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Context of 'October 9, 2005: US Military Contractors Shown to be Making Use of Illicit International Human Trafficking Brokers for Filling Labor Needs in Iraq'

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The US Army Corps of Engineers awards Halliburton subsidiary, Kellogg, Brown & Root (KBR), a sole-source monopoly contract to repair and operate Iraq’s oil infrastructure. The contract is awarded in secrecy without any competing bids from other qualified companies. Halliburton will eventually charge the government $2.4 billion for its work. The Defense Contract Audit Agency will find that about $263 million of these costs are either questionable or unsupported. Despite this, the US Army will pay Halliburton all but $10.1 million, or 3.8 percent, of the disputed costs. [New York Times, 2/27/2006; US Congress, 3/28/2006, pp. 3-4 pdf file]

Entity Tags: Defense Contract Audit Agency, Halliburton, Inc., US Army Corps of Engineers

Timeline Tags: Iraq under US Occupation

In a letter to US Congressman Henry A. Waxman, the Commanding Lieutenant General of the US Army, Robert B. Flowers, says that the contract awarded to Halliburton subsidiary Kellogg, Brown & Root (KBR) also includes work concerning the “operation” of Iraqi oil facilities and “distribution” of Iraqi oil products. [Flowers, 5/2/2003 pdf file]

Entity Tags: Henry A. Waxman, Halliburton, Inc.

Timeline Tags: Iraq under US Occupation

The Pentagon’s Defense Contract Audit Agency sends a draft audit report to Halliburton subsidiary Kellogg, Brown, & Root (KBR) claiming that the firm overcharged the US military as much as $61 million for fuel deliveries into Iraq. The report says that KBR charged an average of $2.64 per gallon, more than twice the price others were paying. The DCAA also says the company has been slow to provide cost estimates for its projects in Iraq. KBR has given the US government estimates for only 12 orders. As of this date, 69 are overdue. [New York Times, 12/12/2003]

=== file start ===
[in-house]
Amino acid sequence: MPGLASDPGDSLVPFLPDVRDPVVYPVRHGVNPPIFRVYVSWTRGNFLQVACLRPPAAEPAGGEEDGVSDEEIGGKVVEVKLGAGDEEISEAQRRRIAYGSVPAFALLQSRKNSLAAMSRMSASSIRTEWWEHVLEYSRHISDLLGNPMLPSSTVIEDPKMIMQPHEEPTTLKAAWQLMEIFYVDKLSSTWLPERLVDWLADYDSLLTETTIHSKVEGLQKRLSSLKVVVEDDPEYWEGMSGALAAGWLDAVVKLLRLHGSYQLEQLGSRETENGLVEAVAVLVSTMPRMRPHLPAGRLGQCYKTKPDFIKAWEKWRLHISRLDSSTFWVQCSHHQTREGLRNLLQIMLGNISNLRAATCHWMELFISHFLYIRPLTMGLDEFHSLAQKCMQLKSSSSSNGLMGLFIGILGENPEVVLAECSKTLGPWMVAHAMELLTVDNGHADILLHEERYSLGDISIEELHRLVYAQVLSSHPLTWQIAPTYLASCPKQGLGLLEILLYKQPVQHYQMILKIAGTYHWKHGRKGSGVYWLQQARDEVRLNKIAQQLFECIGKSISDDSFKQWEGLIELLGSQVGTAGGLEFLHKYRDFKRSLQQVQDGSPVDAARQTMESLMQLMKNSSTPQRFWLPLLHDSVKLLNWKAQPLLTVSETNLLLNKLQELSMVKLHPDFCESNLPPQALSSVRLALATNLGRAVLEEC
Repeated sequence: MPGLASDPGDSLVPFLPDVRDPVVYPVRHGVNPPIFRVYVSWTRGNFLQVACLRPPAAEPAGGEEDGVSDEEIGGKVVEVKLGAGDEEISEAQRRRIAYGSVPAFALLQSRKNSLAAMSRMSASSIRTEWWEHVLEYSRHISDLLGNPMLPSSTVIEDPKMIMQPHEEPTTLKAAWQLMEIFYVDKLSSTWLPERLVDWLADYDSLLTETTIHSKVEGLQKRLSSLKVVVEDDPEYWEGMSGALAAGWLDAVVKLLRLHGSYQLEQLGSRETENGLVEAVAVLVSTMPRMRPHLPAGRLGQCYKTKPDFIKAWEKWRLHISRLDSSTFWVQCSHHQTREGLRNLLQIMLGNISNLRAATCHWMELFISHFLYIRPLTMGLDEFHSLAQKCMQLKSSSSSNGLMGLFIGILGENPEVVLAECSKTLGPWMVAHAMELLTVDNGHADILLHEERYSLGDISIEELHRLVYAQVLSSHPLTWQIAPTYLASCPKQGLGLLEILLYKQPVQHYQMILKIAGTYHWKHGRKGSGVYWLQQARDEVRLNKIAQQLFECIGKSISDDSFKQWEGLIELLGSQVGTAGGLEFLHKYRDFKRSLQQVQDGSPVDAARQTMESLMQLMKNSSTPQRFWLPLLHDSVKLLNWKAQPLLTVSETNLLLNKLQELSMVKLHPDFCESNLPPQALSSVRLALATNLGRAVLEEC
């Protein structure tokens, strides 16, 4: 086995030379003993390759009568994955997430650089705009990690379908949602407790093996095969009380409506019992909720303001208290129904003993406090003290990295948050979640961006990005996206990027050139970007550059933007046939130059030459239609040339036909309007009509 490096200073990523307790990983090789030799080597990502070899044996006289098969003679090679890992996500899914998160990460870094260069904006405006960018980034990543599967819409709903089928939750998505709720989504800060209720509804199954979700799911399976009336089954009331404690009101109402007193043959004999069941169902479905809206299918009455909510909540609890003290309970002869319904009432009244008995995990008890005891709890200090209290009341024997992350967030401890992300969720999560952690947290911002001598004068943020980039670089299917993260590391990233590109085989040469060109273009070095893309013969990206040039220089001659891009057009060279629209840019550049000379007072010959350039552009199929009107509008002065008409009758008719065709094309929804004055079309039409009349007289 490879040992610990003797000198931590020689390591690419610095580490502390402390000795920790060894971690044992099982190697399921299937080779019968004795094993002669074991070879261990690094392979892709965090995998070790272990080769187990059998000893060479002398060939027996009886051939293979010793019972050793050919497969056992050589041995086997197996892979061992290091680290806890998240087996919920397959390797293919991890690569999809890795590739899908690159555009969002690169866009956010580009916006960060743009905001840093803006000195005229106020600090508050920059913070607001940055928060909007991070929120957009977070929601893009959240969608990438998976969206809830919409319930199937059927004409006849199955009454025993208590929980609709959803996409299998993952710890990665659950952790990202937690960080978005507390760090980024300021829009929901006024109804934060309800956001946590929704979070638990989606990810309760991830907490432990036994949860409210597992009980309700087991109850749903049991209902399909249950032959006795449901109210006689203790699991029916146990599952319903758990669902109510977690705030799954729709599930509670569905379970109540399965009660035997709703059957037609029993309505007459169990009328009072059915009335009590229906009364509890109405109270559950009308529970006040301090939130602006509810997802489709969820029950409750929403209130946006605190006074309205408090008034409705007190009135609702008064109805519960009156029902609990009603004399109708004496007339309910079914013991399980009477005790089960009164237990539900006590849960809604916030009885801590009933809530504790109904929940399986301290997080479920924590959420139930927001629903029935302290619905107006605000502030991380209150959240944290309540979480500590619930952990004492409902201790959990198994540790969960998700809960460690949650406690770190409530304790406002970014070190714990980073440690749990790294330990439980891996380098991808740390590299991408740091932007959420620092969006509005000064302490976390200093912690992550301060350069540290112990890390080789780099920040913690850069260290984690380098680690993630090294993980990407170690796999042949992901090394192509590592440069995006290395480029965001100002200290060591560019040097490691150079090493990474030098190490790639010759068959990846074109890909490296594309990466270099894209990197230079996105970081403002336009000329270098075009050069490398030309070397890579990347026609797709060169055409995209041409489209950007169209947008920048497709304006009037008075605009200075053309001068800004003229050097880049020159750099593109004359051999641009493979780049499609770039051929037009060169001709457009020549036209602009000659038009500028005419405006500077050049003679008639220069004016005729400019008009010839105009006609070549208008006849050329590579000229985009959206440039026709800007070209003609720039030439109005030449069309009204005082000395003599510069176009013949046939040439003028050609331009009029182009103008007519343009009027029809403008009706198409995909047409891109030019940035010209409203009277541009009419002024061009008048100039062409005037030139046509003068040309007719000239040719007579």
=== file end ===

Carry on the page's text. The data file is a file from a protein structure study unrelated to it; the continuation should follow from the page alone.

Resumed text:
Entity Tags: Defense Contract Audit Agency, Halliburton, Inc.

Timeline Tags: Iraq under US Occupation

Bunnatine H. Greenhouse, who earlier criticized the US Army Corps of Engineers’ sole-source contract with Halliburton at a public hearing (see June 27, 2005), is demoted from her position as Principal Assistant Responsible for Contracting (PARC). Greenhouse, who was known for her steadfast adherence to regulations enforcing fair competition, received high performance ratings at the beginning of her tenure, which began in 1997. But after she began objecting to the contracts being awarded to Halliburton subsidiary Kellogg, Brown, & Root (KBR), her reviews became negative. [New York Times, 8/29/2005; Democratic Policy Committee, 9/16/2005, pp. 8-9 pdf file]

Entity Tags: US Army Corps of Engineers, Bunnatine H. Greenhouse, Halliburton, Inc.

Timeline Tags: Iraq under US Occupation

The Chicago Tribune publishes a multi-part series titled, “Pipeline to Peril,” summarizing its investigation of the human trafficking network that is supplying US military bases and private contractors in Iraq with cheap labor. The articles detail how Halliburton subsidiaries such as KBR are making use of over 200 illicit international human trafficking brokers for supplying cheap labor for the Iraq war effort, mainly from impoverished Asians. The brokers are often deceitful in their recruiting practices. For instance, they are reported to have promised jobs in luxury hotels in Jordan for the potential workers. The workers are required to pay hefty broker fees up front, and once trapped at halfway points in Jordan by those initial fees, they are informed that that they will be working in Iraq and their passports are confiscated. The article gives an example of twelve Nepalese workers who were kidnapped by Iraqi insurgents at gunpoint and later killed while traveling in an unprotected caravan across Iraq. [Chicago Tribune, 10/9/2005]

Entity Tags: Chicago Tribune, Kellogg, Brown and Root, Halliburton, Inc.

Timeline Tags: Misc Entries

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